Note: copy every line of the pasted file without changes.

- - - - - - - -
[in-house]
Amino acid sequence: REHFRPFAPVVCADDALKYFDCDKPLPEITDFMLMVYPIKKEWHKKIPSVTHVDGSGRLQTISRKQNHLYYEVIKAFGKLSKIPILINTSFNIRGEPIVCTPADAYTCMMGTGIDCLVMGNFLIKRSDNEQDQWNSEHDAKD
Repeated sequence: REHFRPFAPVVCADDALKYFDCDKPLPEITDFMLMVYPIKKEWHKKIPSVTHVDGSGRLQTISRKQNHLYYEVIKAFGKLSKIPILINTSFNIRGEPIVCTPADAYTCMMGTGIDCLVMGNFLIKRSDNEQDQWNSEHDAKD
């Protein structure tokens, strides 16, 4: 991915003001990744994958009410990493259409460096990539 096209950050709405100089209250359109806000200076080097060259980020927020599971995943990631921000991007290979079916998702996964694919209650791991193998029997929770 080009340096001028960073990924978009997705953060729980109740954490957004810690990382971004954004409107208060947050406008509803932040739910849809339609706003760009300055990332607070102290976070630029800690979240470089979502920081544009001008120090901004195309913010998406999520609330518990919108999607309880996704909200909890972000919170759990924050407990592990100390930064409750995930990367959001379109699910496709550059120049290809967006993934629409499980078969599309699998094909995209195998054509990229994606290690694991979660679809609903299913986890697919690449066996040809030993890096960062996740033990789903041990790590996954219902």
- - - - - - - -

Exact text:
[in-house]
Amino acid sequence: REHFRPFAPVVCADDALKYFDCDKPLPEITDFMLMVYPIKKEWHKKIPSVTHVDGSGRLQTISRKQNHLYYEVIKAFGKLSKIPILINTSFNIRGEPIVCTPADAYTCMMGTGIDCLVMGNFLIKRSDNEQDQWNSEHDAKD
Repeated sequence: REHFRPFAPVVCADDALKYFDCDKPLPEITDFMLMVYPIKKEWHKKIPSVTHVDGSGRLQTISRKQNHLYYEVIKAFGKLSKIPILINTSFNIRGEPIVCTPADAYTCMMGTGIDCLVMGNFLIKRSDNEQDQWNSEHDAKD
């Protein structure tokens, strides 16, 4: 991915003001990744994958009410990493259409460096990539 096209950050709405100089209250359109806000200076080097060259980020927020599971995943990631921000991007290979079916998702996964694919209650791991193998029997929770 080009340096001028960073990924978009997705953060729980109740954490957004810690990382971004954004409107208060947050406008509803932040739910849809339609706003760009300055990332607070102290976070630029800690979240470089979502920081544009001008120090901004195309913010998406999520609330518990919108999607309880996704909200909890972000919170759990924050407990592990100390930064409750995930990367959001379109699910496709550059120049290809967006993934629409499980078969599309699998094909995209195998054509990229994606290690694991979660679809609903299913986890697919690449066996040809030993890096960062996740033990789903041990790590996954219902």